My main point is that “Live Life to the Fullest” isn’t about just buying a house, making connections, showing off how great you are, etc. It is discovering what truly makes you happy, who truly enhances your life (surrounding yourself with genuine people) and where you want to dedicate your precious time.

I find myself anxious to get my health back on track. I look forward to all that is ahead. I look forward to feeling more balanced mentally and physically. It continues to be a big challenge. In many ways I feel like I have come back from war. But it is all within my own body. It is strange to love your body but also be so afraid of it. I look forward to my own continued discovery of what gives my life the most meaning, and how I can make other peoples’ lives better.


It is a Happy Birthday!

Well, it seems like today is the perfect day to write in my blog. It’s my birthday!!! Eight months ago, who knew if I would have a birthday to celebrate? I am proud to say that I am here, and plan on enjoying many more birthdays. What a crazy journey. Life really is nuts, but I sure do love it!

I survived the big round 2C, and am currently in the first of two rounds of 3B. Each round has been everything that was promised – difficult, painful, exhausting, and very humbling. Four days ago, when I finished taking chemo pills, I was laying on a couch with zero energy. My stomach was all screwed up and I felt weak.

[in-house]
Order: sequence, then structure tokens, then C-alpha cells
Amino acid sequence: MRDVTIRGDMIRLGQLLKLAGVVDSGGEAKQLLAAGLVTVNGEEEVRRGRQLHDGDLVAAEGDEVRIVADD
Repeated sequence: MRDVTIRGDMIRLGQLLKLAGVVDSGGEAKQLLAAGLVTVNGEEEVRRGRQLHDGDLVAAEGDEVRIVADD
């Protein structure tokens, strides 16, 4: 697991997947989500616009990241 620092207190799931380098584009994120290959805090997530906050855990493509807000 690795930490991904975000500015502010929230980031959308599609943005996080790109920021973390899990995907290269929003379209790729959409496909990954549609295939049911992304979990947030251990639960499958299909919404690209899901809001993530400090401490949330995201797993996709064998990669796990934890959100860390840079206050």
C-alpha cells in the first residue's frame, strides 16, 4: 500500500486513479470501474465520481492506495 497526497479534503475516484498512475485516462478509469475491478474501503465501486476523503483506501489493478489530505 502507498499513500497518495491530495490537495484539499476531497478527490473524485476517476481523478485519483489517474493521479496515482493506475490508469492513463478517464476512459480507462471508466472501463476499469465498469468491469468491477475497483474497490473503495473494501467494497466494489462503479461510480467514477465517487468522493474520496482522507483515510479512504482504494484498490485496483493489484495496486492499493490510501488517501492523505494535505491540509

I am constantly stunned by the body’s ability to recover. The next day, the Chemo cleared my system, and poofŠ – I felt great. I went to the beach, took my son to the batting cages, swam in a pool, and was even allowed to order Thai food (my numbers were good enough). When you havent had much variety for eight months, Thai food is especially amazing.

On August 14th, I go back into the hospital. I will be staying in there for maybe five days. When I get out, it will be about a week of feeling no bueno. After that, I get a PET scan and CAT scan. Assuming that everything is clear of Cancer, I will have officially finished all of the intense rounds. I will no longer have to stay in the hospital for any extended period of time. I can’t believe it! I am so thrilled to have gotten through these past eight months.

After that, I will begin “maintenance.” This exciting word translates to still receiving chemo, but going home at the end of the day. After the first few months, the dosage will be WAY less intense than it has been. I will regrow hair, and will even able to build muscle again. So I have a lot to look forward to on the health side of things.

So is this a Happy Birthday? Heck yeah it is! I have amazing friends and family, and my health is on the up and up :) Thank you to all who love and care for me. It has helped me get through this most challenging battle of my life. I love you all.

The very best birthday present that I could ever ask for is to go donate blood. I never understood how important blood donation was. But it is the simplest way to become a hero. You can leave the experience knowing that you literally just saved a person’s life. I have had at least thirty blood transfusions now. That means I owe my life to at least thirty different people.